Oysterback, Maryland. -- In the full moon, the flowering peach trees look like luminous ghosts. Behind the wheel of the battered van, Duc Tran Swann sits beside the Blue Crab Tavern, surveying the sleeping village by the river. Freshly hatched from a fashionable New York art school, she has a silver stud in her nose and a wild nest of dark hair. Quickly, she shifts into gear and rolls into town, following the map on the --board until she comes to the yellow Nanticoke where her father lives; his name is on the mailbox and he is asleep inside, oblivious of a daughter he has never seen, doesn't even know he has, with a woman he thinks has been dead since the fall of Saigon.
Right now, this is what Tran wants.
Quietly, she stops the van and surveys the house in the moonlight. The whole north wall in windowless; this is good. She stares at the blank wall in the moonlight, seeing not vinyl siding, but the vision she has created in her mind.
Quiet as the zephyr in the flowering peach, Tran goes to work. She can only paint by moonlight, she has recently decided. There is a silver quality to the light that enhances her palette of luminous colors. Tran is not given to words; her art says everything she needs to say. Round spheres, whole floating worlds take shape from her quick broad strokes. A blank wall is becoming a work of art. She calls it "Diagrams of the Moon," pleased with the way in which it is turning out, just the way she saw it in her head. Since she is not a big woman, she has to stand on her ladder to reach the high parts, but the Swanns inside the house, Hudson, Jeanne and their twin daughters, sleep on, as if under a spell.
Perhaps they are; this is a magic night, when the flowering peach trees bloom and the eels swim into the Devanau River, coming home from the Sargasso Sea, all beneath a silver globe in a starry heaven.
Tran paints on. Like all the young, she believes she will live forever. Like all artists, she believes her work is her immortality. This mural is her message to her father, her way of letting him know she exists. It is a beautiful painting. Even a man whose idea of fine art is a duckscape over the living-room couch will see what a great mural Tran is painting; these diagrams of the moon speak to the soul. It is genetically impossible for him not to get the message.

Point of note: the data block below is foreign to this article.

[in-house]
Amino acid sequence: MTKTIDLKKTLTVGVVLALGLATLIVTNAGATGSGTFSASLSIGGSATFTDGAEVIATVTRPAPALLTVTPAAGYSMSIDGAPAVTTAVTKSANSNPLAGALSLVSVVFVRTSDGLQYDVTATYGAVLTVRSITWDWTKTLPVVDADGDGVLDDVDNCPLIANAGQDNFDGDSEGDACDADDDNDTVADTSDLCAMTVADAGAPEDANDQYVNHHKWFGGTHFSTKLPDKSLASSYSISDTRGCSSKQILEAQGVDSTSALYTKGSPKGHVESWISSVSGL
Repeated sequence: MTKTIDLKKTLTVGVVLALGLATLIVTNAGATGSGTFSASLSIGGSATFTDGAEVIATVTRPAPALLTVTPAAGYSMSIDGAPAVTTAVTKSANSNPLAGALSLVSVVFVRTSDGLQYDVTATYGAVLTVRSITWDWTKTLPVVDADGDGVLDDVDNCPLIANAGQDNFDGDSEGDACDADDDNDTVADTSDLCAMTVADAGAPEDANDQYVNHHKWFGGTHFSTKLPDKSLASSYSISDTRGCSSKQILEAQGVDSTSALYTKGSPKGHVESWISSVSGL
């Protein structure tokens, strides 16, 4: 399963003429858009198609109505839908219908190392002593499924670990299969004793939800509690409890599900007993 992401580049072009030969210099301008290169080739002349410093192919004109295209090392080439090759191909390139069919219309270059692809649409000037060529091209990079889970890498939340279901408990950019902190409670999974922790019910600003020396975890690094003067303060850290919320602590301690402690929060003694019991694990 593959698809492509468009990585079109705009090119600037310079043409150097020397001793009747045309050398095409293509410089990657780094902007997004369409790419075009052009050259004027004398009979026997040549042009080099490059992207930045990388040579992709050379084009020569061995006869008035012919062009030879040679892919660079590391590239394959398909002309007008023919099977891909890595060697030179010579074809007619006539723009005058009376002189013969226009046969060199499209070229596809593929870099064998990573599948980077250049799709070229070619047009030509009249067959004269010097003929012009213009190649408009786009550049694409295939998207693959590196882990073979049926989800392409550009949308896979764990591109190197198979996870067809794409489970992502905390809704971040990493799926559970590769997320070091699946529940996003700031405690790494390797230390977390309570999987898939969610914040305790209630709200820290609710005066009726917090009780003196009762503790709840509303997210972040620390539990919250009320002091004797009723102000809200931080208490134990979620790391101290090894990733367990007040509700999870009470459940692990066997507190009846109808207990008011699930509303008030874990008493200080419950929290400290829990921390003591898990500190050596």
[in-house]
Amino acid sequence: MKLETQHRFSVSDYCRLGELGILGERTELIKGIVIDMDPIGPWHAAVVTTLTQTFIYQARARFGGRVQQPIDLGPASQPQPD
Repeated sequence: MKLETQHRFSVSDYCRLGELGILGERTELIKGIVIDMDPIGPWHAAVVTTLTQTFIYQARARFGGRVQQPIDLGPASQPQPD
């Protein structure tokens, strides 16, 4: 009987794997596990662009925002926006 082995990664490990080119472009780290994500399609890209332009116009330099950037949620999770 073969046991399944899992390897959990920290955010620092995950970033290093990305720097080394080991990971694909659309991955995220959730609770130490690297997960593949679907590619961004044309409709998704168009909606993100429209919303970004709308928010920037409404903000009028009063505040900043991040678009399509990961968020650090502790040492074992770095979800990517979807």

As she paints, she listens to the Lemonheads through her Walkman. When the tape is finished, it turns it over and plays it again. When she finishes (for now) the false wolf dawn is just peering over the trees on the other side of the river. She stands back to admire her mural. It is good because it says what she wants it to say. She signs it down by the foundation in Viet, using a Magic Marker. She prints the title in English.
Quickly, she caps her cans and folds up her ladder, pushing them into the back of her van. She lets the van roll a little before she starts the engine.
On her way out of town, she sees the kid again, waiting by the softball field at the Blue Crab. He's carrying a nylon backpack and a catcher's mitt, and he looks like he's from Oysterback. She stops for him.
Michael Ruarke climbs into the van. "You do it?" he asks.
Tran nods. "It looks pretty good," she says modestly.
"You think you could pierce my nose like yours?" Michael asks.
"Sure," Tran says. Maybe he's not as big a hick as she first thought when she picked him up coming into town.
"Cool," Michael says. He pushes an MC 900 Foot Jesus tape into the deck.
As the van heads toward Ocean City, Hudson Swann, yawning, comes out of his house, on his way to work. As he is getting into his truck, he sees the painting that has appeared on the wall of his house. He studies the moon diagrams and feels something for which he can find no words, only a yearning for something he did not know until now that he has been missing.
Helen Chappell is sole proprietress of Oysterback.